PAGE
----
- Improvements in the lives of people affected by dementia, including those who develop it and their families and caregivers, as well as in the social and clinical networks that surround them, through research on factors that affect the development of disease and its outcomes, promising innovative practices and new models of care, and policies that can facilitate the dissemination of interventions found to be effective.
- Rectifying of disparities across groups and geographic regions that affect who develops dementia, how the disease progresses, outcomes and quality of life, and access to health care and supportive services.
- Development of innovations with the potential to improve the quality of care and social supports for individuals and communities and to support improved quality of life (e.g., reducing financial abuse and stressors, finding relevant affordable housing and care facilities, gaining access to important services).
- Easing of the financial and economic costs of dementia to individuals, families, and society and balancing of long-term costs with long-term outcomes across the life span.
- Pursuit of advances in research capability, including study design, measurement, analysis, and evidence integration, as well as the development of data infrastructure needed to study key dementia-related topics.
In addition to these broad priorities, the committee offers guidelines for the design of an effective portfolio of research.
CONCLUSION 9-2: A 10-year research agenda will be optimally effective if it
- is coordinated to ensure that the various research topics identified in this report are addressed sufficiently without redundancy and competing initiatives;
- consistently takes into account fundamental socioeconomic factors that influence who develops dementia, access to high-quality care, and outcomes;
- includes pragmatic, implementation, and dissemination research needed to ensure that findings can be implemented effectively in clinical and community settings; and
- addresses potential policy implications that are articulated beginning in the planning stages and assessed during the course of the investigations.
CALL TO ACTION
A 10-year research agenda that meets the above objectives will require sustained leadership; integration of effort across multiple, sometimes competing domains; and the capacity to deliver research findings to individuals, communities, and health systems to change the lives of people with dementia and caregivers for the better. This research agenda defines goals and priorities for the vital task of supporting better lives for people with dementia and caregivers, but its existence alone will not be sufficient: action is needed to ensure that the United States benefits from the potential in this body of research. The committee therefore makes the following recommendation:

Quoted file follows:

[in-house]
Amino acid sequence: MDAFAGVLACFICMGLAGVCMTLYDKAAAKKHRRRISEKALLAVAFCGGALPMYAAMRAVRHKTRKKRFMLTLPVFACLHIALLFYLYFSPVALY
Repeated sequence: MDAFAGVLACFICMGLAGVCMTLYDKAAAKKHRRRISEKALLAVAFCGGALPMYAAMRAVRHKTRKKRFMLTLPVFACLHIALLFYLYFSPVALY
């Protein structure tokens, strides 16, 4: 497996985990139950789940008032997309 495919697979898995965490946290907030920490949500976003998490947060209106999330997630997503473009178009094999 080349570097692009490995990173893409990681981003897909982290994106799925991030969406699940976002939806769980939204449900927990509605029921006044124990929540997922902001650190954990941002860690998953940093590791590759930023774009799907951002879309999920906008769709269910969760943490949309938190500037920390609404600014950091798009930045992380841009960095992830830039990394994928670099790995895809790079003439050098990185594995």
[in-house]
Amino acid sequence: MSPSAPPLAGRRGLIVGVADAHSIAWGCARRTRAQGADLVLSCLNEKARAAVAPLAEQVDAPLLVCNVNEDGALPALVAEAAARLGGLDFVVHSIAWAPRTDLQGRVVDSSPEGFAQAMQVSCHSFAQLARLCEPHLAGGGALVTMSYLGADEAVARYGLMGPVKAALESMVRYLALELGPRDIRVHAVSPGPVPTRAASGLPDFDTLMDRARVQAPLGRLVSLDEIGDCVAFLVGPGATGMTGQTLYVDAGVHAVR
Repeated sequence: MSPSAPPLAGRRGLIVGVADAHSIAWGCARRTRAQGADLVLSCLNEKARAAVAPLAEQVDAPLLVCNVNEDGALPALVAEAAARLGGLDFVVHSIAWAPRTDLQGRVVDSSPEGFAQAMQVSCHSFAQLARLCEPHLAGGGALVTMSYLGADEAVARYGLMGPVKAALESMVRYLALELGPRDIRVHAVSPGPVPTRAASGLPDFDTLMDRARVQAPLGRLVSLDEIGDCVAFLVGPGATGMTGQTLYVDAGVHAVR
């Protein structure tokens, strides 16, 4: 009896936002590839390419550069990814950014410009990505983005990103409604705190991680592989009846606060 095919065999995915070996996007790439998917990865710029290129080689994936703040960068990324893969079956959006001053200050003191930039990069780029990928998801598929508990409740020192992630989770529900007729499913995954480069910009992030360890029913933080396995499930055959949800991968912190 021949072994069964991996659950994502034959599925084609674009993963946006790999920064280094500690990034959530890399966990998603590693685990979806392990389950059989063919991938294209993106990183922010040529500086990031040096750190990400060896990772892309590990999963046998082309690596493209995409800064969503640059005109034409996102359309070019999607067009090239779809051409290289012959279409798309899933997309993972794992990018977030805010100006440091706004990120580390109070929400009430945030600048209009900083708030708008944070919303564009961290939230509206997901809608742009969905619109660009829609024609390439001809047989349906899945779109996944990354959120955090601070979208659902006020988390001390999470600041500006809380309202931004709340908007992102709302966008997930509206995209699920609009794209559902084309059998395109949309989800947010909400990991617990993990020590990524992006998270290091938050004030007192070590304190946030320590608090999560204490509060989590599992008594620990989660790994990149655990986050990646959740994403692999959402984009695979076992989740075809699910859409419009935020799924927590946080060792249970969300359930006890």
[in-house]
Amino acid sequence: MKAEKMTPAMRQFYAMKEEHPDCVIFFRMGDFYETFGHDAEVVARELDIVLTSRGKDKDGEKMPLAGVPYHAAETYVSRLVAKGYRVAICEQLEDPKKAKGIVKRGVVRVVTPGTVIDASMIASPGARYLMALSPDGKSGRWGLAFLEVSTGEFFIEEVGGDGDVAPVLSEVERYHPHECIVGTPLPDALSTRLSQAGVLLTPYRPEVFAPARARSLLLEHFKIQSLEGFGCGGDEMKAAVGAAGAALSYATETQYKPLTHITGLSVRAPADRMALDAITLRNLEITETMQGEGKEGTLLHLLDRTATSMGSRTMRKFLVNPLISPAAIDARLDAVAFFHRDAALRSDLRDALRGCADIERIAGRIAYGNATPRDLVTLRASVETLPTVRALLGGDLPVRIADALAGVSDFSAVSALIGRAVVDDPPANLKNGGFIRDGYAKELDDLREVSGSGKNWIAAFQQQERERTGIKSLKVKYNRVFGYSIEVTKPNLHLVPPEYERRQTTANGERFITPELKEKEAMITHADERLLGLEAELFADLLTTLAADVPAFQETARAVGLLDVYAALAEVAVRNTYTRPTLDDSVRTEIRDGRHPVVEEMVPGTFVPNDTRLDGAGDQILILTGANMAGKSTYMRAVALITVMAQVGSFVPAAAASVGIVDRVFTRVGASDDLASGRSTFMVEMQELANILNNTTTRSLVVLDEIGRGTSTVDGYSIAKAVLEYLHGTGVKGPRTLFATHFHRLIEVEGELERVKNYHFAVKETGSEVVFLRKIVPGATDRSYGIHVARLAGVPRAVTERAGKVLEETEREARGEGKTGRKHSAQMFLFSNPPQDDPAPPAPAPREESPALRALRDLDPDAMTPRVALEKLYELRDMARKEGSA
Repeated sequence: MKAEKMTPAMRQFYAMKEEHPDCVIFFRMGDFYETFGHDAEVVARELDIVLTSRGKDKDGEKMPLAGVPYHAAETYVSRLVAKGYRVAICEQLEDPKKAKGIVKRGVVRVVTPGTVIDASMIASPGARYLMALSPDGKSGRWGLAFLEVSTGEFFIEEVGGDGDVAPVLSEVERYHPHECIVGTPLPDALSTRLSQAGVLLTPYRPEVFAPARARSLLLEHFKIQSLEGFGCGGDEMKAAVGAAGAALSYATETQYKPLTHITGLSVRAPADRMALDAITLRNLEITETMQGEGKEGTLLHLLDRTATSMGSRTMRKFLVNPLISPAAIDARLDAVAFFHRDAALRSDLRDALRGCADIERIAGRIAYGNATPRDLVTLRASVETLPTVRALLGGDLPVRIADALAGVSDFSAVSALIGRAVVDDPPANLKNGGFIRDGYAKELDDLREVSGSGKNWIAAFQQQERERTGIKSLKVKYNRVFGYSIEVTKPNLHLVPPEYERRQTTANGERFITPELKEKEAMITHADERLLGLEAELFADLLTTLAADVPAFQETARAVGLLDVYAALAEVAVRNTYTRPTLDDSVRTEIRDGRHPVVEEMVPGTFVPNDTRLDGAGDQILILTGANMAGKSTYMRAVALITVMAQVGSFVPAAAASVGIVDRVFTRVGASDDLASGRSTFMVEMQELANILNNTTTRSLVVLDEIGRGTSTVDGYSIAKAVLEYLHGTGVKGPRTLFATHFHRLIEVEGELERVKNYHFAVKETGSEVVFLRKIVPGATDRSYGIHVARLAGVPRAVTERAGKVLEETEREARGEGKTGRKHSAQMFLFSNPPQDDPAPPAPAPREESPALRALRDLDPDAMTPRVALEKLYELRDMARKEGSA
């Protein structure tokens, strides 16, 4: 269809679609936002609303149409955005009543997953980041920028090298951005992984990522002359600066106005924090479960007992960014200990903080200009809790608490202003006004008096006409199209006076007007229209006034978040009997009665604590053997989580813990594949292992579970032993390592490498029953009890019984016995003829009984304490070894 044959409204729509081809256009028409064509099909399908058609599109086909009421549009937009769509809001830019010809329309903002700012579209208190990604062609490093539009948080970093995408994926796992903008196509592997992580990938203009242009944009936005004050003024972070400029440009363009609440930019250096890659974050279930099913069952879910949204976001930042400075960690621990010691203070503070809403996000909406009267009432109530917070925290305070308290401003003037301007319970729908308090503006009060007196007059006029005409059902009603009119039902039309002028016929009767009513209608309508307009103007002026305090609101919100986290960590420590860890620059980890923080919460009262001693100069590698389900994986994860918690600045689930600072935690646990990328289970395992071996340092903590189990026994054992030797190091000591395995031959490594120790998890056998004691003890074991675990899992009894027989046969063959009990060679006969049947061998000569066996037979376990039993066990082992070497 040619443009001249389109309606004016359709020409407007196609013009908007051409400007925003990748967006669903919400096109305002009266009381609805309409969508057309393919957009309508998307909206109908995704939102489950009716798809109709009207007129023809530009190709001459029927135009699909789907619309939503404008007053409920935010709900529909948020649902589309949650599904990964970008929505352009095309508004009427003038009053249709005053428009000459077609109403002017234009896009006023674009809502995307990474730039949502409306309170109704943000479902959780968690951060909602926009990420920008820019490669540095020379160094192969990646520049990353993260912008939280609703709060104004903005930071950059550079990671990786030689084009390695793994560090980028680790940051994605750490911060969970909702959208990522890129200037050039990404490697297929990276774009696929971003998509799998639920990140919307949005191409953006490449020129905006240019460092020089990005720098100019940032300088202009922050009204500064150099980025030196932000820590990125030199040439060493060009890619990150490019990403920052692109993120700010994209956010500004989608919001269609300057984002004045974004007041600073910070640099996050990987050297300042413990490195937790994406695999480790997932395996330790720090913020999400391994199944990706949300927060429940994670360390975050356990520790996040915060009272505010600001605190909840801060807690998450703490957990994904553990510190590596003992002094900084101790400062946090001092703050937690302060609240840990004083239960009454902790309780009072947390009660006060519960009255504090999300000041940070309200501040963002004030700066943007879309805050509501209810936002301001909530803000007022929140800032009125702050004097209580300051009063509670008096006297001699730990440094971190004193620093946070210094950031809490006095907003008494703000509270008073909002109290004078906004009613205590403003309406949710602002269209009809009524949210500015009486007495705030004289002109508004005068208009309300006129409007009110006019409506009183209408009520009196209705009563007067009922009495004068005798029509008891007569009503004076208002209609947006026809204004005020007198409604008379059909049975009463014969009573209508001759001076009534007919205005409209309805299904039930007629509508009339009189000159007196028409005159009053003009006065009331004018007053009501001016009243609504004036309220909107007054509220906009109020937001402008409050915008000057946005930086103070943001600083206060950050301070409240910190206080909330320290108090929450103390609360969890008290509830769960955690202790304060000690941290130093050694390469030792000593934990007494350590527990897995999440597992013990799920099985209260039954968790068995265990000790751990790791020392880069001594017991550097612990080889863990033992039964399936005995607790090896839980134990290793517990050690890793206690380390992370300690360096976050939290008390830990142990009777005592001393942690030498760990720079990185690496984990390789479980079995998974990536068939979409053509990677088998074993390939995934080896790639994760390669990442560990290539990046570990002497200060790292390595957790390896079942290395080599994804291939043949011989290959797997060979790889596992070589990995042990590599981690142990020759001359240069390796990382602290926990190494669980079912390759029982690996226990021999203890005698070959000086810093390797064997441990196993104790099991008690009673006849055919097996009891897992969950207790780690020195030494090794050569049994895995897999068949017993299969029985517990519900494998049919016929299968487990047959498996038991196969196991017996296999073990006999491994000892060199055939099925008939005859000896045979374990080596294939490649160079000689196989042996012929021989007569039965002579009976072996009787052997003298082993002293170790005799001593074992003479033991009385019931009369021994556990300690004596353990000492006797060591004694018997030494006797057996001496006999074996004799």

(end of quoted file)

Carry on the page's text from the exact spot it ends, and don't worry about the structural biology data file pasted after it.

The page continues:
RECOMMENDATION 9-1: Funders of dementia-related research, including federal agencies, such as the National Institutes of Health and the Agency for Healthcare Research and Quality, along with relevant philanthropic and other organizations, such as the Patient-Centered
Outcomes Research Institute, should use guidelines for the awarding of research grants to establish incentives for
- coordination of research objectives with the research agenda priorities identified in this report to ensure that key areas are funded without undue overlap and to foster links across research efforts;
- interdisciplinary research and inclusion of stakeholders in research partnerships;
- attention to topics that have not typically been part of standard medical research but are important to those living with dementia, including isolation, financial security, and housing options;
- rigorous evaluation and implementation research needed to translate findings into programs with impact on a broad scale; and
- dissemination of research findings to policy makers.
This report documents the multifold challenges dementia is expected to bring in the coming decades, and it was written as the COVID-19 pandemic was exposing and seriously exacerbating long-standing deficiencies in the support systems for people living with dementia. The report lays out a broad research roadmap for the behavioral and social sciences over the next decade. It notes promising intervention programs that require additional confirmatory evidence. And it describes social and behavioral research that can provide the foundation for the development of programs and policies, as well as ethical safeguards that would serve the needs of all Americans affected by dementia. The committee notes that funding for the research agenda proposed in this report may require difficult choices within the federal agencies to which our recommendations are directed.
The committee’s objective was to set priorities for research aimed at reducing the negative impacts of dementia, taking into account broad societal and community-level impacts on risk and prevention and on access to care and resources, as well as developments that can improve the quality and delivery of care and improve the lives of persons with dementia and their caregivers. Scrupulous reliance on evidence is the foundation on which society can protect and improve the public health of the nation. It is our hope that by identifying these priorities for social and behavioral science research and recommending ways in which they can be pursued in a coordinated fashion, this report will help produce research that improves the lives of all those affected by dementia. By 2030, an estimated 8.5 million Americans will have Alzheimer’s disease and many more will have other forms of dementia. If the nation is to ensure that the lives of these individuals are better than those of people living with dementia in 2021, the time to act is now.